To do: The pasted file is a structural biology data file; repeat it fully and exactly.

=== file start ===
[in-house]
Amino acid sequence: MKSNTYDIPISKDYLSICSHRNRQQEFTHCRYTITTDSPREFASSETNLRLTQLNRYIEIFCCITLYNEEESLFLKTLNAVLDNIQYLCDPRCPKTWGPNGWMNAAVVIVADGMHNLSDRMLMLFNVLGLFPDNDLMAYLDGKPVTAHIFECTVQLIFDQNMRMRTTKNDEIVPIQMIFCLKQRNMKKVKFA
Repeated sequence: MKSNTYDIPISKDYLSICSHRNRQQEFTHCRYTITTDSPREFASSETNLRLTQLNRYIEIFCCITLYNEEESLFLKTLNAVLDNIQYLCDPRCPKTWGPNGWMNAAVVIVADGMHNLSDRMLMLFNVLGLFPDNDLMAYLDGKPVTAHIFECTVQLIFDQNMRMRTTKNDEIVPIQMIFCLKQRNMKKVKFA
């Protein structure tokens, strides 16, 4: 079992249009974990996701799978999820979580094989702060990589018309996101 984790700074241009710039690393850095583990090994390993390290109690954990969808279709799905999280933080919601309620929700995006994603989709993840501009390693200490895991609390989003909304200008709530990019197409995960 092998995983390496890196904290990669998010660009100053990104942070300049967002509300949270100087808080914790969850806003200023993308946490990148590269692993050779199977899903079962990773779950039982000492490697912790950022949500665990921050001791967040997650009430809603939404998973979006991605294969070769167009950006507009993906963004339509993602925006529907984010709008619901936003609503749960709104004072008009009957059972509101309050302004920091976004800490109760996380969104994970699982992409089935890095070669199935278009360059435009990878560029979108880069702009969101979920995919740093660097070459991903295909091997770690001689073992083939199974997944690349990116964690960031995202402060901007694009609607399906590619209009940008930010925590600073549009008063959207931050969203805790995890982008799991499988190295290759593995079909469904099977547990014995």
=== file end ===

[in-house]
Amino acid sequence: MKSNTYDIPISKDYLSICSHRNRQQEFTHCRYTITTDSPREFASSETNLRLTQLNRYIEIFCCITLYNEEESLFLKTLNAVLDNIQYLCDPRCPKTWGPNGWMNAAVVIVADGMHNLSDRMLMLFNVLGLFPDNDLMAYLDGKPVTAHIFECTVQLIFDQNMRMRTTKNDEIVPIQMIFCLKQRNMKKVKFA
Repeated sequence: MKSNTYDIPISKDYLSICSHRNRQQEFTHCRYTITTDSPREFASSETNLRLTQLNRYIEIFCCITLYNEEESLFLKTLNAVLDNIQYLCDPRCPKTWGPNGWMNAAVVIVADGMHNLSDRMLMLFNVLGLFPDNDLMAYLDGKPVTAHIFECTVQLIFDQNMRMRTTKNDEIVPIQMIFCLKQRNMKKVKFA
């Protein structure tokens, strides 16, 4: 079992249009974990996701799978999820979580094989702060990589018309996101 984790700074241009710039690393850095583990090994390993390290109690954990969808279709799905999280933080919601309620929700995006994603989709993840501009390693200490895991609390989003909304200008709530990019197409995960 092998995983390496890196904290990669998010660009100053990104942070300049967002509300949270100087808080914790969850806003200023993308946490990148590269692993050779199977899903079962990773779950039982000492490697912790950022949500665990921050001791967040997650009430809603939404998973979006991605294969070769167009950006507009993906963004339509993602925006529907984010709008619901936003609503749960709104004072008009009957059972509101309050302004920091976004800490109760996380969104994970699982992409089935890095070669199935278009360059435009990878560029979108880069702009969101979920995919740093660097070459991903295909091997770690001689073992083939199974997944690349990116964690960031995202402060901007694009609607399906590619209009940008930010925590600073549009008063959207931050969203805790995890982008799991499988190295290759593995079909469904099977547990014995």